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Whatever Happened to Unstructured Play?
by Becky L. Spivey, M.Ed.
What is unstructured play?
Unstructured play is simply self-initiated and self-directed play without rules, organization, or goals. Unstructured play taps into the imagination, promotes creativity, fosters problem solving, and is stress free. According to an article published in 2005 in the Archives of Pediatrics & Adolescent Medicine, free playtime dropped 25% between 1981 and 1997. Music and dance lessons, sports, and TV replaced this free time. Today, new computers and electronic games have children assuming the roles of fictitious characters (not of their own imagination) to play games (by someone else’s rules) in order to reach different levels of competency (established by someone else’s goals). Whatever happened to playing outside (or indoors) with friends and/or siblings pretending to be someone with super powers, building a fort with sticks and rocks, parenting dolls and playing house, and policing the neighborhood to protect our citizens from evildoers?
Many parents today sacrifice their child’s free playtime in exchange for their participation in more structured activities: dance squad. sports teams, music lessons, trying out and making the orchestra, and any other type of “lessons” you can think of. Most importantly, there is the desire to keep children safe and secure from the outside world and its troubles – which understandably leads parents to exert more control over their children’s activities. Children now participate in more adult-moderated and supervised activities in classes that promote and promise safety and protection, personal enrichment, and predictability.
Are children losing out by not really playing?
Research says yes. Playing really is serious business. Some parents tend to see playing as a waste of time, but it’s actually anything but. When children are playing, they are developing all sorts of real life skills: problem solving, sequencing, organization, social skills, compromise, empathy, sympathy, and the list goes on.
  • Miniaturizes a child’s world so they can analyze and deal with it. Play primes children for learning. Children create and play games with rules (their rules), strategy, levels of success and failure, consequences, all which prepare them for entering society and its social institutions where they’ll live and work the rest of their lives.
  • Teaches them how to handle stress and conflict. Consider the spats and arguments kids get into when they’re playing with friends. More often than not, children will resolve or at least smooth over their disagreements before a game grinds to a halt. If they never have the opportunity to learn how to and practice the art of compromise, they will never enjoy the pleasures of friendly competition or working as a team – even as adults. That’s not good for anyone.
  • Provides plenty of problem-solving practice. When watching children play, you will see them solving problems the way they see them being solved by adults and others around them. This is a reminder to parents that our children always see, hear, study, and execute what they see us do.
  • Promotes discovery which is the basis for learning.You can explain a concept to children all day and they won’t understand it; but, when they discover something themselves, that’s when the light bulb really comes on.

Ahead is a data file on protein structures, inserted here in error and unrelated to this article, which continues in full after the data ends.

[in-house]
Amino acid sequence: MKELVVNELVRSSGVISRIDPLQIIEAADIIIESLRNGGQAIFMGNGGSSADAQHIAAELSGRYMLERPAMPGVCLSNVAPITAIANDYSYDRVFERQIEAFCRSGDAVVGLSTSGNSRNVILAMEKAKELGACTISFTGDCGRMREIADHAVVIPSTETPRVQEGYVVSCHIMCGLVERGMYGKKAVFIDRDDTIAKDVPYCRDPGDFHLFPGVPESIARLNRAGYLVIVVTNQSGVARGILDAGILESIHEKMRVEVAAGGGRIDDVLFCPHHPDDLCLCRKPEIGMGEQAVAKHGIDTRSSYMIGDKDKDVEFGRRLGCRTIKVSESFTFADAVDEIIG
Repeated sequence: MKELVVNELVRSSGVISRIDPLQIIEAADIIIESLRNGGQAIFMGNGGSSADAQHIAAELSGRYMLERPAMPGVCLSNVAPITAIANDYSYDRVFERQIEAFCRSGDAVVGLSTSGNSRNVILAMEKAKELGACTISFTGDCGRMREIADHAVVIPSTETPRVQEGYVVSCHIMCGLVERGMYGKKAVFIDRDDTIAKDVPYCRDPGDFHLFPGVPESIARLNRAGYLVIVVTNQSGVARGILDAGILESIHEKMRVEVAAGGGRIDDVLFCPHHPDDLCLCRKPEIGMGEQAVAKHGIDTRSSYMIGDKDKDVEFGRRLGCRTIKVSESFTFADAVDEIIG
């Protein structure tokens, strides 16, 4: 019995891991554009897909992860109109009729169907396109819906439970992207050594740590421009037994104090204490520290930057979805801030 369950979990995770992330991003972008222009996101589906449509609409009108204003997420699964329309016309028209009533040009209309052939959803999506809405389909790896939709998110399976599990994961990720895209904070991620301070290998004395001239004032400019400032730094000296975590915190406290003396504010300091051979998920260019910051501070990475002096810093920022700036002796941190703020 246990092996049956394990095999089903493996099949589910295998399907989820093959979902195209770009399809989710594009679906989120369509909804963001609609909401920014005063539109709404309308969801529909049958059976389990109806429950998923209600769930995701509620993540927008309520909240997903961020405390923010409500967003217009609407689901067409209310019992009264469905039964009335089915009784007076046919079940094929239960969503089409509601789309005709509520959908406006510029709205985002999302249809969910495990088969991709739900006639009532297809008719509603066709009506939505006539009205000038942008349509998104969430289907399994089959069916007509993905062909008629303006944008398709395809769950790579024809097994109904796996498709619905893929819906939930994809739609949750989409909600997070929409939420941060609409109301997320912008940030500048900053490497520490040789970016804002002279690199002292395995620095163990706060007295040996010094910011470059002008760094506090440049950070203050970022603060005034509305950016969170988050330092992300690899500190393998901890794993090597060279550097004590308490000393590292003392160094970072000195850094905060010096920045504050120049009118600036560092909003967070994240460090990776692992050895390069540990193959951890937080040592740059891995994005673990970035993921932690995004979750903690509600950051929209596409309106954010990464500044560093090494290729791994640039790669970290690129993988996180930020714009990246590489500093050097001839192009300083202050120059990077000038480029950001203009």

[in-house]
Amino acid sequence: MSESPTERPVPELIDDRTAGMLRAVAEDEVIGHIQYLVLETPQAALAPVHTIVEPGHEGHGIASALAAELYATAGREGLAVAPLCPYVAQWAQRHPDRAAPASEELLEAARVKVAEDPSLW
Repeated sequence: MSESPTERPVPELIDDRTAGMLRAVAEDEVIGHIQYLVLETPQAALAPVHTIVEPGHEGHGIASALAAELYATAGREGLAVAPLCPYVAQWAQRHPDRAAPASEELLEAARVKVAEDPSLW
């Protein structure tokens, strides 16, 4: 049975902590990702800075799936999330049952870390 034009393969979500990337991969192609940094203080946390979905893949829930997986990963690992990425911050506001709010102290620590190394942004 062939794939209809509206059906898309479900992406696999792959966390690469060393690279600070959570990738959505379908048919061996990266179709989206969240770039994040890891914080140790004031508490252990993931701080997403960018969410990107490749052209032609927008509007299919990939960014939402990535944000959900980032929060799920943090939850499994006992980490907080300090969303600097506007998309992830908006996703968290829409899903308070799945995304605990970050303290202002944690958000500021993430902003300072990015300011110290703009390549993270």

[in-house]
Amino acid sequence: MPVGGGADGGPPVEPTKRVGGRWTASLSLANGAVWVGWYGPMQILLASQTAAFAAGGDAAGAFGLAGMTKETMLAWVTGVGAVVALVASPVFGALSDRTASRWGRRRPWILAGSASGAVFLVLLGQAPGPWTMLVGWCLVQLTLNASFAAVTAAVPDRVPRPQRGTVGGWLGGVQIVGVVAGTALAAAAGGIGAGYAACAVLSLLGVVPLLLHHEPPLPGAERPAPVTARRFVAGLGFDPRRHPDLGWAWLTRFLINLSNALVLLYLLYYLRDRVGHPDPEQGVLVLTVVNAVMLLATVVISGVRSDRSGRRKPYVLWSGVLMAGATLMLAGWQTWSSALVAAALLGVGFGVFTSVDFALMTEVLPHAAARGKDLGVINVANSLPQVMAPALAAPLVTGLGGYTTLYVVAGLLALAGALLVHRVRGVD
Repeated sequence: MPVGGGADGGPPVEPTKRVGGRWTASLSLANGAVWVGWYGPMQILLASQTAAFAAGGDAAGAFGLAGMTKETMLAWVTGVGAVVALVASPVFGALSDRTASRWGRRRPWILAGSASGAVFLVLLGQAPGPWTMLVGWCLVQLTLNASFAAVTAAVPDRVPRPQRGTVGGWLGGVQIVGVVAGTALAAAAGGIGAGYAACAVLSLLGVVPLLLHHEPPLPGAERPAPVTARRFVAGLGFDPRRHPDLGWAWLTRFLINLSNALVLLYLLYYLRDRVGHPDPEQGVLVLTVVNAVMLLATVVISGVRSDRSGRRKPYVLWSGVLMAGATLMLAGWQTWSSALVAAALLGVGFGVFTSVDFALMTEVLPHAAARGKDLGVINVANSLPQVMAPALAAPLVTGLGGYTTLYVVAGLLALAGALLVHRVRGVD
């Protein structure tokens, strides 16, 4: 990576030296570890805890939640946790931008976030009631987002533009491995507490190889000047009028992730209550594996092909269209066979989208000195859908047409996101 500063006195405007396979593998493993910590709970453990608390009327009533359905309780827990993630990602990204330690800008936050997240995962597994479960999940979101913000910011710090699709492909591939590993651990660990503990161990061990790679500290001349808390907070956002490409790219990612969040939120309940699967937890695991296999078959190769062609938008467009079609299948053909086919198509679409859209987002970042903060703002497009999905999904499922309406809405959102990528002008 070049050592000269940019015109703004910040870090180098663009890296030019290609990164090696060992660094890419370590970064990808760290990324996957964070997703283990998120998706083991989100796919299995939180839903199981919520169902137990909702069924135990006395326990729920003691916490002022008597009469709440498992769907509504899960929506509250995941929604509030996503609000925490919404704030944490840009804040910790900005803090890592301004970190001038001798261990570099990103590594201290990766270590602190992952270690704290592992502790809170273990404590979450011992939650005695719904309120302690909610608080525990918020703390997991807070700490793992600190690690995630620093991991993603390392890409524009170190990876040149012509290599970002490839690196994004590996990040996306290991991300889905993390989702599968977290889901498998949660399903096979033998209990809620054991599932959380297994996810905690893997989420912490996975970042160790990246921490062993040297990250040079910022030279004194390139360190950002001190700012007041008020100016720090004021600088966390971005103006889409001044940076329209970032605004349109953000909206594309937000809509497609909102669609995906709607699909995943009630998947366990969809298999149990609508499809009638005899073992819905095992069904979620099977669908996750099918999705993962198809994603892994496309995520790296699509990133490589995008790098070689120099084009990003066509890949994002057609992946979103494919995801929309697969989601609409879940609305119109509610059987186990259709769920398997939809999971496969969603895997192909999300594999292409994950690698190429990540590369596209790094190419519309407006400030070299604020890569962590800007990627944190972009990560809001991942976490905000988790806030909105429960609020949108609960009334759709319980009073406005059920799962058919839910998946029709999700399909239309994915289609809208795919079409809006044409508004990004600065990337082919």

• Gives children a sense of power in a world in which they are essentially powerless. This is why kids love pretending to be someone with a sense of great power. They are often helpless in the real-world of “powerful” people like parents, older siblings, teachers, and other authority figures. Much of children’s fiction relates to this theme (think about Dorothy and her friends standing before the great Wizard of Oz).
What can parents do to give children more time for free play?
  • Change your mindset. Playing is a child’s job. Every minute of their day does not require structure.
  • Let children drop extra activities in which they no longer show an interest. When pouting occurs at the very mention of a scheduled activity, it is time to rethink the activity’s purpose.
  • Let your child be bored! Boredom produces very creative play!
  • Offer open-ended toys such as blocks, dolls, old clothes, costumes, and balls that encourage imaginative play.
  • Set TV and computer game time limits. The American Academy of Pediatrics recommends no more than one to two hours of screen time per day.
  • Encourage free time as often as possible. Depending on your child’s age and temperament, successful free play could be in 15-minute increments. As children get older, they’ll be able to entertain themselves for longer periods of time.
  • Gather the neighbors to see what you all can do to make the neighborhood a safer place for playing outside, specifically slowing the speed and flow of traffic. Ask for help from city officials.
  • Take turns watching each other’s children indoors and outside. Better yet, Self-directed or unstructured play bridges the gap between imagination and creativity. So while we think we are equipping our children with excellent multi-tasking skills and exposure to the fine arts with structured activities, we may be inadvertently robbing them of the creative and inspired realities of childhood.
Swan, Avril, MD. 2011. Whole Family Medicine. The benefits of unstructured play. Retrieved January 2013 at
Levine, Madeline. 2012. Dads and Families. Why kids need unstructured play. Retrieved January 2013 at
Onderko, Patty. (2013) Parents. Breaking free: the case for unstructured play. Retrieved January 2013 at

*Handy Handouts® are for classroom and personal use only.
Any commercial use is strictly prohibited.

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